In the OFA technique, all patients underwent anatomically directed scalp block of the supraorbital, supratrochlear, auriculotemporal, posterior branch of the great auricular, greater occipital, and lesser occipital nerves.9,10 The zygomaticotemporal nerve was also blocked if indicated. Five patients received scalp blocks with 0.5% bupivacaine, and the sixth patient received a mixture of 0.5% bupivacaine and Exparel (bupivacaine liposome). The scalp block was placed before incision but after cranial pinning to facilitate neuronavigation. Dexmedetomidine infusion was initiated upon entering the operating room at 0.5 mcg/kg/h and discontinued at skin closure.7,8 Induction of anesthesia was performed with a combination of propofol, esmolol, and a neuromuscular blocking agent. Additional propofol or esmolol were administered before cranial pinning to blunt the hemodynamic response.11 Three patients in the OFA group received only sevoflurane for maintenance anesthesia, while 3 patients received a combination of 1/2 minimum alveolar concentration of sevoflurane combined with propofol infusion to facilitate neuromonitoring. IV acetaminophen 1000 mg was administered before surgical closure.12

The OFA arm of the study included 3 males and 3 females between the ages of 30 and 80 years who underwent elective supratentorial craniotomy for tumor resection at EUH between August 2019 and June 2020. Postoperative magnetic resonance images were analyzed to determine incision length and location, facilitating identification of 4 incision categories: frontotemporoparietal (FTP), frontotemporal (FT), temporoparietal (TP), and parietal (P). Only P incisions were free from temporalis muscle involvement. All of the OFA patients were identified prospectively. They were first-start supratentorial craniotomies for tumor resection, allowing for completion by a single anesthesiologist. Other than avoidance of vascular neurosurgical cases, no exclusion criteria were used.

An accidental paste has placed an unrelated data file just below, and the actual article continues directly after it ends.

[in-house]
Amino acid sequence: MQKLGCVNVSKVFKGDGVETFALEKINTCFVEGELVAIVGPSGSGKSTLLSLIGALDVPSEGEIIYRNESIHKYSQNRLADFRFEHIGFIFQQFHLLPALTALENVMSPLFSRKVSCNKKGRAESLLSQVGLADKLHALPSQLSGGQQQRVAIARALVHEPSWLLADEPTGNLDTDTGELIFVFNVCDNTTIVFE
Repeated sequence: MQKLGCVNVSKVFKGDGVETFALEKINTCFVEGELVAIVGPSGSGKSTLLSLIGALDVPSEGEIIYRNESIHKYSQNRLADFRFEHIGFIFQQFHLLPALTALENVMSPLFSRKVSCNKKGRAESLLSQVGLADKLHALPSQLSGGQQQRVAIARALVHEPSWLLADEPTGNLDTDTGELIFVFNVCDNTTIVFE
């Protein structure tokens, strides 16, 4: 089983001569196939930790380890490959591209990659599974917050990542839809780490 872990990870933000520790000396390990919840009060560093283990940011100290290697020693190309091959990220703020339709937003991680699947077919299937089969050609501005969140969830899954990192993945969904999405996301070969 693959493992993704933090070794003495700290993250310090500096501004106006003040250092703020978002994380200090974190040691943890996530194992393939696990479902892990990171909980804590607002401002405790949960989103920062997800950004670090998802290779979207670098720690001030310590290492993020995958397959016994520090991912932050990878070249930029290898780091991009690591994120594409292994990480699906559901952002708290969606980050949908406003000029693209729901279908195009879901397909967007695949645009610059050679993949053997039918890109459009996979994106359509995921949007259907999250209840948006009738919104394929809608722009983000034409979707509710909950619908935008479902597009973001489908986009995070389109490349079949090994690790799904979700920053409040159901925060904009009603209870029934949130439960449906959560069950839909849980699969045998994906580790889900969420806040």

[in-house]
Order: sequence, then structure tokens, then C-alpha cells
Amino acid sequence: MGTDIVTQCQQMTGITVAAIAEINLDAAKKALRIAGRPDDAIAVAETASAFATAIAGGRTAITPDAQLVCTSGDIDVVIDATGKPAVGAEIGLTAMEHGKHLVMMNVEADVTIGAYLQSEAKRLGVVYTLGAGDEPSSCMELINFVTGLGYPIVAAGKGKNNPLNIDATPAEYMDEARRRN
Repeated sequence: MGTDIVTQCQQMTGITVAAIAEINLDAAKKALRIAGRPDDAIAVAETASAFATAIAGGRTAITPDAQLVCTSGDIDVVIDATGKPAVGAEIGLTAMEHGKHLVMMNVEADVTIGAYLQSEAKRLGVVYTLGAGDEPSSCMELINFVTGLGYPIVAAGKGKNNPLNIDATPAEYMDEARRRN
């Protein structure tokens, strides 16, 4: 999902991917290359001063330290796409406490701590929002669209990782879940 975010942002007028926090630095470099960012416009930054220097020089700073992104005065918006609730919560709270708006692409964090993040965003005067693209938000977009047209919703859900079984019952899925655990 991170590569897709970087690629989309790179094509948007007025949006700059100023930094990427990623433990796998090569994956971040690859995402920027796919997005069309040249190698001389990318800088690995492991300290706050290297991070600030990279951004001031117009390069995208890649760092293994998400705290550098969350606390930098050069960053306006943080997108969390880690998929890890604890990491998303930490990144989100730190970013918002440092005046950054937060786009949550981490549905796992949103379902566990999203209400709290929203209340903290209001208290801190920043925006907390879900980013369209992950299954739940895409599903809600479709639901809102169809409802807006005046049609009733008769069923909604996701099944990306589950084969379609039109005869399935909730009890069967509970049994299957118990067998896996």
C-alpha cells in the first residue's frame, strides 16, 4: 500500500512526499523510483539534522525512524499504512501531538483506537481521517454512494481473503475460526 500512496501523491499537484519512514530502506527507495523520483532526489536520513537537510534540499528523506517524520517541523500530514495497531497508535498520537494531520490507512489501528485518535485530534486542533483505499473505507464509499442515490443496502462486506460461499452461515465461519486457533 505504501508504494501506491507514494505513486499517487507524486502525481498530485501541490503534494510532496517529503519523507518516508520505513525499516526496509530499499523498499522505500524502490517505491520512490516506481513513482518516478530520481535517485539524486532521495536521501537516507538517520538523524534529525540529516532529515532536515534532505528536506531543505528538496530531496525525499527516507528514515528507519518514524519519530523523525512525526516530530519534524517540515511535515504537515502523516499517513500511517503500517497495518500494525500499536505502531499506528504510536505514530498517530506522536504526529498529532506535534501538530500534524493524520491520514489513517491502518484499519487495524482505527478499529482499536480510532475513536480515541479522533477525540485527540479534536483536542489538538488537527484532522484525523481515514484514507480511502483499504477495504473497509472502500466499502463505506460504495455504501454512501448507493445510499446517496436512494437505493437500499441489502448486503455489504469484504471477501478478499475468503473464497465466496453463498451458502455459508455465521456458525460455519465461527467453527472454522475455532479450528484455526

Eighteen controls were selected from a database containing all 943 craniotomies performed at EUH from 2013 to 2015. Patients were randomized and simultaneously matched for equal ratios of incision locations (FTP, FT, TP, and P) and sex, followed by matching by age and incision length (Fig. 1). We did not place any exclusion criteria on the analgesic approach used by the anesthesia team; however, all control patients received fentanyl as their only intraoperative opioid. The 3:1 ratio of controls to OFA patients was chosen to afford greater power by providing a more reliable average in the control group for comparison with the OFA group.

F1
FIGURE 1:
Demonstrating the selection process of the 18 control patients matched by sex, incision location, incision length and age.

Statistical Analysis and Sample Size Calculation

Data were analyzed using SAS 9.4 (Cary, NC). The Mann-Whitney U test and the Fisher exact test were used with patient demographics and confounders to confirm the 2 groups were not statistically different. Comparison of variances was performed using the F test of equal variances. Noninferiority testing was used to determine if the OFA group was noninferior in outcome measures.13 In this method, a noninferiority margin (Delta) is declared in advance to be a “clinically relevant” difference and added to the control mean. If the 95% upper confidence limit of the OFA group is lower than the control mean plus delta, the groups are deemed sufficiently similar. A distribution-free 95% confidence interval (CI) was calculated, to avoid assumptions of normality.